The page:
Danish Prime Minister Helle Thorning-Schmidt had in autumn indicated she would be willing to veto the EU budget if her country didn't get a rebate in the new EU budget for 2014-2020.
The Danish rebate was confirmed by a Council source who cautioned that the budget negotiations were not yet over.
Denmark has for years been unhappy with the rebate system, claiming that the country finances other member states' rebates.
Other EU states with big net contributions such as Britain, Germany, Sweden, the Netherlands and Austria already get rebates.
In October 2012, Thorning-Schmidt told the Danish parliamentary committee on European affairs: "We are going to get our rebate, and if we don't get our rebate, then we will have to use the veto. It's very, very simple."
The rebate has been a big issue for the Danish red-green coalition government as it has already included the anticipated rebate in its tax reform plans.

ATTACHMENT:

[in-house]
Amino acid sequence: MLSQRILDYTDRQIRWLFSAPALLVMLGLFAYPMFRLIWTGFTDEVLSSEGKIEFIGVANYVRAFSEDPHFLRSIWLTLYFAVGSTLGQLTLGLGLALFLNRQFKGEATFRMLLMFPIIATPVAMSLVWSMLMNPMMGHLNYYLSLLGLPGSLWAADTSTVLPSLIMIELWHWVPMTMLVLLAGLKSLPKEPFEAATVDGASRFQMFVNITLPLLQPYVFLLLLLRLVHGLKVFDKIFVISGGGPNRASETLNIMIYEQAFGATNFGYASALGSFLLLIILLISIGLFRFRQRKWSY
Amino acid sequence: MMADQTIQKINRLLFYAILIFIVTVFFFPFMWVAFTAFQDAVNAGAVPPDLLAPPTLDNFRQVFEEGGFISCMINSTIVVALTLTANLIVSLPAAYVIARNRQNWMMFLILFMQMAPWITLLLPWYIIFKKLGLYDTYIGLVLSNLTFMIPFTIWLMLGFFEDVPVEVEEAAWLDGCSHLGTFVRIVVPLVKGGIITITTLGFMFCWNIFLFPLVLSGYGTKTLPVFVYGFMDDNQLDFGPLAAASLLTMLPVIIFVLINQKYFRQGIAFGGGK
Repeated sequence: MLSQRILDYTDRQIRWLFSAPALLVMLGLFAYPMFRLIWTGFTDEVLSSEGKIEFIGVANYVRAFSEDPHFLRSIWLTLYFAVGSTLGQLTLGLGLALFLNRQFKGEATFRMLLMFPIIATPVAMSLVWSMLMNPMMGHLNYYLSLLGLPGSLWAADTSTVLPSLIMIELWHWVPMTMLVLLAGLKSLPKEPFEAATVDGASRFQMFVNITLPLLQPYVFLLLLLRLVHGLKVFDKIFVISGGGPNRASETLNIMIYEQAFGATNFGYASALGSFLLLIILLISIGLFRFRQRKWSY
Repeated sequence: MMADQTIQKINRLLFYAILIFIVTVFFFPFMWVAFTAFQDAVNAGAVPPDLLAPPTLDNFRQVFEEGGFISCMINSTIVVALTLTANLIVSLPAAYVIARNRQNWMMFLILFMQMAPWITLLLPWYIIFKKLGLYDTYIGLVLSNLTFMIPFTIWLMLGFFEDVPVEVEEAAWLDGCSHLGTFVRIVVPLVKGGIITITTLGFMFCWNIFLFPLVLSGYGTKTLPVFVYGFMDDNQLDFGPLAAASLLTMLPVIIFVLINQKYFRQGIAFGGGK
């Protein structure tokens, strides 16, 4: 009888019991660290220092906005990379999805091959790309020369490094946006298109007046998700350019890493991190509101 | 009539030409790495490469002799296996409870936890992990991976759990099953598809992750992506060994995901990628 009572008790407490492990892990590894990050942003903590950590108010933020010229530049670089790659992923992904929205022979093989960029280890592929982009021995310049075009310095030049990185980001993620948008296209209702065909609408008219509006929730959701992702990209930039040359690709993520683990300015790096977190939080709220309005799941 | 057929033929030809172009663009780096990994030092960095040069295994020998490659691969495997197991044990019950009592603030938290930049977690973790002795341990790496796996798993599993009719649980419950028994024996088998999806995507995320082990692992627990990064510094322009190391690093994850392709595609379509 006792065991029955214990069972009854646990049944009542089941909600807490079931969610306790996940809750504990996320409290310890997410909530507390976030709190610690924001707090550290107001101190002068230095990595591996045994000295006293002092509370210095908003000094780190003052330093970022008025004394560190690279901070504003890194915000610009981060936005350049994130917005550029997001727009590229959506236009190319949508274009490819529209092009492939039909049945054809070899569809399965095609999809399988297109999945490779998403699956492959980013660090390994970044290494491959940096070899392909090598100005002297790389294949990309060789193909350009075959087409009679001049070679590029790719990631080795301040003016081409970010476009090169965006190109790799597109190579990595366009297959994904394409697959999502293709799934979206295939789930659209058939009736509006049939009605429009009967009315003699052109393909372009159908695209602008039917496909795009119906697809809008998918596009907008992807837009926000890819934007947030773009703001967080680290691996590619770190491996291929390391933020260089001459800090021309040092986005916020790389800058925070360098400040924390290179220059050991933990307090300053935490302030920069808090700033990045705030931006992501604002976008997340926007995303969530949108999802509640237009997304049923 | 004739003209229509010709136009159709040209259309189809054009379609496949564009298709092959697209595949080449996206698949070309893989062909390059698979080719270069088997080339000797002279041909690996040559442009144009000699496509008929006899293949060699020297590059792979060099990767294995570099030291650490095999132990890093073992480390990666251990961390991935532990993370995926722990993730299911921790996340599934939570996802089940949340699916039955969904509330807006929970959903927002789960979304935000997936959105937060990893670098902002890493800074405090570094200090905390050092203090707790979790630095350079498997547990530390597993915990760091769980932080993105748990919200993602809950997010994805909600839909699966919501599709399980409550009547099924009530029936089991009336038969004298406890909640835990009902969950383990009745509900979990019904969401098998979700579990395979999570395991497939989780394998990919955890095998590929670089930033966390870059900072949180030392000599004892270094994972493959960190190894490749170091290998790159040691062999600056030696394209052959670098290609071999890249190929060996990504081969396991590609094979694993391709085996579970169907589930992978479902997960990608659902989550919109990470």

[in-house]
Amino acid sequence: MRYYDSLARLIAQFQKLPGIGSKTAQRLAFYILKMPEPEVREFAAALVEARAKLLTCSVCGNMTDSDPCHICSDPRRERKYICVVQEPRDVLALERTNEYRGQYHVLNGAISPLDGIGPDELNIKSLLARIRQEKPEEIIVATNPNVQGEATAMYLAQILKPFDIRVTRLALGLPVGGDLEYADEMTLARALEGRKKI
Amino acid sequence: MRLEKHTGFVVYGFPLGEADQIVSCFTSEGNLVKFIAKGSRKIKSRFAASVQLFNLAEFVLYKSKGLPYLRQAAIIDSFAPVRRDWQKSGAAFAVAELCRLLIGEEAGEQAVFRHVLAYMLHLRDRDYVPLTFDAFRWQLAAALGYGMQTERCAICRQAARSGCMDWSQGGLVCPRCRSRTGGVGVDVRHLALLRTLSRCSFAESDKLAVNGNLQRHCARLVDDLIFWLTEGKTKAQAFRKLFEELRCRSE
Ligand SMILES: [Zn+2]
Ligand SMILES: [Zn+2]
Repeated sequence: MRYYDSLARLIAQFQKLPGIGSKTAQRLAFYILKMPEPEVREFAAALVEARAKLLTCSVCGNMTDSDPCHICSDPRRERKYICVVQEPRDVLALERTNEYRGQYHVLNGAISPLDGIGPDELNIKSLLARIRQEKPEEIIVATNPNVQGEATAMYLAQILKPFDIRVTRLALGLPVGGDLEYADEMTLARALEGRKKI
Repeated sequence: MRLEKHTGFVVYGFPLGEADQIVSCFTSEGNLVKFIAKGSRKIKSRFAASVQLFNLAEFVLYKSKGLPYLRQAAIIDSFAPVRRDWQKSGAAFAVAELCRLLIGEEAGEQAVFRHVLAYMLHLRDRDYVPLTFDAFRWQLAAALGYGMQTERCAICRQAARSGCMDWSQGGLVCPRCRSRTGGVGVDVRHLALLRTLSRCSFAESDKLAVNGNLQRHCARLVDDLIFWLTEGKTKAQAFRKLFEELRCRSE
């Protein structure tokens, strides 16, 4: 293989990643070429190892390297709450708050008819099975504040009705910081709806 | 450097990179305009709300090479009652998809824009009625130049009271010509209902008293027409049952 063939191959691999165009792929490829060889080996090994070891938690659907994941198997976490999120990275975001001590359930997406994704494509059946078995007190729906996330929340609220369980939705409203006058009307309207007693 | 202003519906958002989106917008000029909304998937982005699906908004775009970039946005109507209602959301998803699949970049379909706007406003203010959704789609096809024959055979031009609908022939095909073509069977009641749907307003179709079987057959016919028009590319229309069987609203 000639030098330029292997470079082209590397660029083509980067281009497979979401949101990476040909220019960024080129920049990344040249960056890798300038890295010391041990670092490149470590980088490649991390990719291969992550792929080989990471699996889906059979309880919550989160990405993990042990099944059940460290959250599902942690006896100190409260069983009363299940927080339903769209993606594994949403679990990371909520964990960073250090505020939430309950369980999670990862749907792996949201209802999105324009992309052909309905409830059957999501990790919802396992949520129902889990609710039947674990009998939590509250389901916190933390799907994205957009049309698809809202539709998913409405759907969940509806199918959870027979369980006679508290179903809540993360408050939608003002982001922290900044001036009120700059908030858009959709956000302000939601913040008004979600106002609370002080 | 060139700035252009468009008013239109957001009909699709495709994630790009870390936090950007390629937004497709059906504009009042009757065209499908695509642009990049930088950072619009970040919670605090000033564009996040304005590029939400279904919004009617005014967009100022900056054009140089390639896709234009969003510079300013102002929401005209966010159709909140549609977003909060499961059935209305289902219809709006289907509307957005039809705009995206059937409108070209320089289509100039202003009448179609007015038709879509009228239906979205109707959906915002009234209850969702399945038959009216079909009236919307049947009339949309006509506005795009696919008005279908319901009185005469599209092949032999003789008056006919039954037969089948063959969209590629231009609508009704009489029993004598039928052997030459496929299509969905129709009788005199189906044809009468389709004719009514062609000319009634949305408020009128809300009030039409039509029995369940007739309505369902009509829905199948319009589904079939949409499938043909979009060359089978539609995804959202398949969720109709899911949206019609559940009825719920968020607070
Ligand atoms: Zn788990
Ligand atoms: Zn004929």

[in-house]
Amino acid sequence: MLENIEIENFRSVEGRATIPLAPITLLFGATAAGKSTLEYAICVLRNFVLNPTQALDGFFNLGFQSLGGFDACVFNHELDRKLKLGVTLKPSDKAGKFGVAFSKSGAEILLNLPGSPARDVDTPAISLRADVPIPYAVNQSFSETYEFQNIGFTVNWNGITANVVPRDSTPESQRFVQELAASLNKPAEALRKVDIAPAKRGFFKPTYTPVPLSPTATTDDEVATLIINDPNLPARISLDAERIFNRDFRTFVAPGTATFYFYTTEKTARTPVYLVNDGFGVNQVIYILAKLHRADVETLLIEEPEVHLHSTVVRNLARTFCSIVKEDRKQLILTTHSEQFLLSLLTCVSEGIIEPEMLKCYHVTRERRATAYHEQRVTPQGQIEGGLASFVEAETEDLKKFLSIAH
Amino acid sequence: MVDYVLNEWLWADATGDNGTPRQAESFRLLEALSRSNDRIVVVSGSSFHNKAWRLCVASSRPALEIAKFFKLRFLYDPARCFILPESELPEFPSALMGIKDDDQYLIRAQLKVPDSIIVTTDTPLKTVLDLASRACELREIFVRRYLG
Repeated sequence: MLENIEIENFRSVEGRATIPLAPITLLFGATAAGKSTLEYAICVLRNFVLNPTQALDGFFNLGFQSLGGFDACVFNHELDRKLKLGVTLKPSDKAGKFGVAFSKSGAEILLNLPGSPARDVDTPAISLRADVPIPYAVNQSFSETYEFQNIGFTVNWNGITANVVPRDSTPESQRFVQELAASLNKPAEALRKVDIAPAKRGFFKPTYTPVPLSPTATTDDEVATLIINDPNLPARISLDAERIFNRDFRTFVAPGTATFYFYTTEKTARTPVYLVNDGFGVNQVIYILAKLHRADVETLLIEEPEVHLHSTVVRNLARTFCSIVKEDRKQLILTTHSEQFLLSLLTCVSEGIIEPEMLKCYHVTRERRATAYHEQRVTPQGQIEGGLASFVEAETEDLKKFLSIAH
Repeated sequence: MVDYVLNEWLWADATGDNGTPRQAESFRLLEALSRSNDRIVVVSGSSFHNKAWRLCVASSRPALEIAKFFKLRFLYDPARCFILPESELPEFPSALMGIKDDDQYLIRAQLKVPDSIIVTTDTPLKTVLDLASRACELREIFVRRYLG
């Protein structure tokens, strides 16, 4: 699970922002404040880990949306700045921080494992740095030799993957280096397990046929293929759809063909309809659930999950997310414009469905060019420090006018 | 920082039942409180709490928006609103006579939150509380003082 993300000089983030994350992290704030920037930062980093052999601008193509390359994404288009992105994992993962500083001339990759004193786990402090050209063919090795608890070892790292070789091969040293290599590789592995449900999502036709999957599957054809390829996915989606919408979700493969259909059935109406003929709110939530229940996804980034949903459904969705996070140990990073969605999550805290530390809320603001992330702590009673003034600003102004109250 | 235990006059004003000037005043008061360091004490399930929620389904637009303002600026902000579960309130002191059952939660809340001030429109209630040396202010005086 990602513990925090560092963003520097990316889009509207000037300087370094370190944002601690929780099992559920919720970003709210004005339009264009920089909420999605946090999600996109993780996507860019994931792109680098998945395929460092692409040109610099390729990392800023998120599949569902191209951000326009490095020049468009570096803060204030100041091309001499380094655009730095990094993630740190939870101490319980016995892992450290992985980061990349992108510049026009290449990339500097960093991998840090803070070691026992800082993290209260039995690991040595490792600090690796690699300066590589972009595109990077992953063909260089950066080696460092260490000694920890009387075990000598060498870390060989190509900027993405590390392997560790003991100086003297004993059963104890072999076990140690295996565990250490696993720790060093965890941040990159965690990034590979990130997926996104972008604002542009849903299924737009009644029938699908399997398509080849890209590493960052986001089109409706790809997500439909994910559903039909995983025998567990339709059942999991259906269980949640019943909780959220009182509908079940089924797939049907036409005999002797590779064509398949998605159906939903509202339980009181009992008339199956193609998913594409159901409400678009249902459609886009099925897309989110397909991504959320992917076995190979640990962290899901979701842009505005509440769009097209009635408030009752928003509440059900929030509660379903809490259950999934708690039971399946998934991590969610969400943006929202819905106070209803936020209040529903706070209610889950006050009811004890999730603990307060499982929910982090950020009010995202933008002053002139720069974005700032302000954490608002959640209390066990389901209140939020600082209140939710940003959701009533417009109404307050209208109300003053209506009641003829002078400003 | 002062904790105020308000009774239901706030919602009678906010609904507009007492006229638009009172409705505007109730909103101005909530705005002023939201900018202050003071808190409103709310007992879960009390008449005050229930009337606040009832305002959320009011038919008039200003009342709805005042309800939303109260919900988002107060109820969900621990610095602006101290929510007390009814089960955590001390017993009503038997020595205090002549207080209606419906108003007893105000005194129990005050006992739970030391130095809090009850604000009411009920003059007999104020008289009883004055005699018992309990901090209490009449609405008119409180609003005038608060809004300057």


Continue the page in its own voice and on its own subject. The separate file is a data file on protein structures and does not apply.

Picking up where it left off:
Opening Pandora's box on rebates
Janusz Lewandowski, the EU Commissioner for financial programming and the budget, told the Danish newspaper Politiken in January that a Danish rebate would "open a Pandora's box" and create an avalanche of demands for rebates from member states.
"You're the second richest country in the EU so in my book you are not entitled to a rebate," Lewandowski said.
On the eve of the EU summit, Thorning-Schmidt had softened her veto threat.
"If, for example, the existing rebates are being reduced so that Denmark's financing of these rebates will also be reduced, then it will have the same effect as a rebate," the prime minister told the newspaper Berlingske Tidende.
Last weekend, the Danish newspapers Politiken and Berlingske Tidende revealed that Van Rompuy had already offered a rebate between €80.4 million and €107.2 million, but Thorning-Schmidt had rejected the offer.